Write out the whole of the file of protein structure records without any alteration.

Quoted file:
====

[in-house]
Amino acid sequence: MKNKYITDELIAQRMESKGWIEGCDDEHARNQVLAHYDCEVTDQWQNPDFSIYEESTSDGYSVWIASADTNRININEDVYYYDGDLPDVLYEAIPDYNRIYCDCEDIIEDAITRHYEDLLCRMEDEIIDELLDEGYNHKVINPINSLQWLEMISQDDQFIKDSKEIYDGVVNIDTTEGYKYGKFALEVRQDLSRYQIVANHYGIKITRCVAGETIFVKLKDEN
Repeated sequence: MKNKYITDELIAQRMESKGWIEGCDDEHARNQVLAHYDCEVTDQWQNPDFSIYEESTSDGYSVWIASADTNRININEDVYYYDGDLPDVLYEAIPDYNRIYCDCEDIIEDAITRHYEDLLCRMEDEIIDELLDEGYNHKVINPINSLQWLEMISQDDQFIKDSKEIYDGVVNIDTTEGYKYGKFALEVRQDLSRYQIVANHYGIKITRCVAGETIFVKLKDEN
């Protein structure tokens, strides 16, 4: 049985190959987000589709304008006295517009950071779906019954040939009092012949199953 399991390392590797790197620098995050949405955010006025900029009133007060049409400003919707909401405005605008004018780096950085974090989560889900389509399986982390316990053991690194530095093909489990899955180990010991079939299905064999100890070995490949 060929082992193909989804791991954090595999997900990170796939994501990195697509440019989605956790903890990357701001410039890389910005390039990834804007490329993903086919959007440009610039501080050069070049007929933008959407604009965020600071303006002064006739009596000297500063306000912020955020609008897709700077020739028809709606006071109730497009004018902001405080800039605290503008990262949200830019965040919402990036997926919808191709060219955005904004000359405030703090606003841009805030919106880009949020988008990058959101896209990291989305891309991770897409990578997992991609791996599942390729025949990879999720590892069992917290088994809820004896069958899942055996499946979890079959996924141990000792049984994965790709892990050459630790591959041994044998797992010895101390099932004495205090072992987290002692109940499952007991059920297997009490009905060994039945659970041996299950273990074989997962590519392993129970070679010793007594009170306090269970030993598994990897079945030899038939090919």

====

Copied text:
[in-house]
Amino acid sequence: MKNKYITDELIAQRMESKGWIEGCDDEHARNQVLAHYDCEVTDQWQNPDFSIYEESTSDGYSVWIASADTNRININEDVYYYDGDLPDVLYEAIPDYNRIYCDCEDIIEDAITRHYEDLLCRMEDEIIDELLDEGYNHKVINPINSLQWLEMISQDDQFIKDSKEIYDGVVNIDTTEGYKYGKFALEVRQDLSRYQIVANHYGIKITRCVAGETIFVKLKDEN
Repeated sequence: MKNKYITDELIAQRMESKGWIEGCDDEHARNQVLAHYDCEVTDQWQNPDFSIYEESTSDGYSVWIASADTNRININEDVYYYDGDLPDVLYEAIPDYNRIYCDCEDIIEDAITRHYEDLLCRMEDEIIDELLDEGYNHKVINPINSLQWLEMISQDDQFIKDSKEIYDGVVNIDTTEGYKYGKFALEVRQDLSRYQIVANHYGIKITRCVAGETIFVKLKDEN
């Protein structure tokens, strides 16, 4: 049985190959987000589709304008006295517009950071779906019954040939009092012949199953 399991390392590797790197620098995050949405955010006025900029009133007060049409400003919707909401405005605008004018780096950085974090989560889900389509399986982390316990053991690194530095093909489990899955180990010991079939299905064999100890070995490949 060929082992193909989804791991954090595999997900990170796939994501990195697509440019989605956790903890990357701001410039890389910005390039990834804007490329993903086919959007440009610039501080050069070049007929933008959407604009965020600071303006002064006739009596000297500063306000912020955020609008897709700077020739028809709606006071109730497009004018902001405080800039605290503008990262949200830019965040919402990036997926919808191709060219955005904004000359405030703090606003841009805030919106880009949020988008990058959101896209990291989305891309991770897409990578997992991609791996599942390729025949990879999720590892069992917290088994809820004896069958899942055996499946979890079959996924141990000792049984994965790709892990050459630790591959041994044998797992010895101390099932004495205090072992987290002692109940499952007991059920297997009490009905060994039945659970041996299950273990074989997962590519392993129970070679010793007594009170306090269970030993598994990897079945030899038939090919």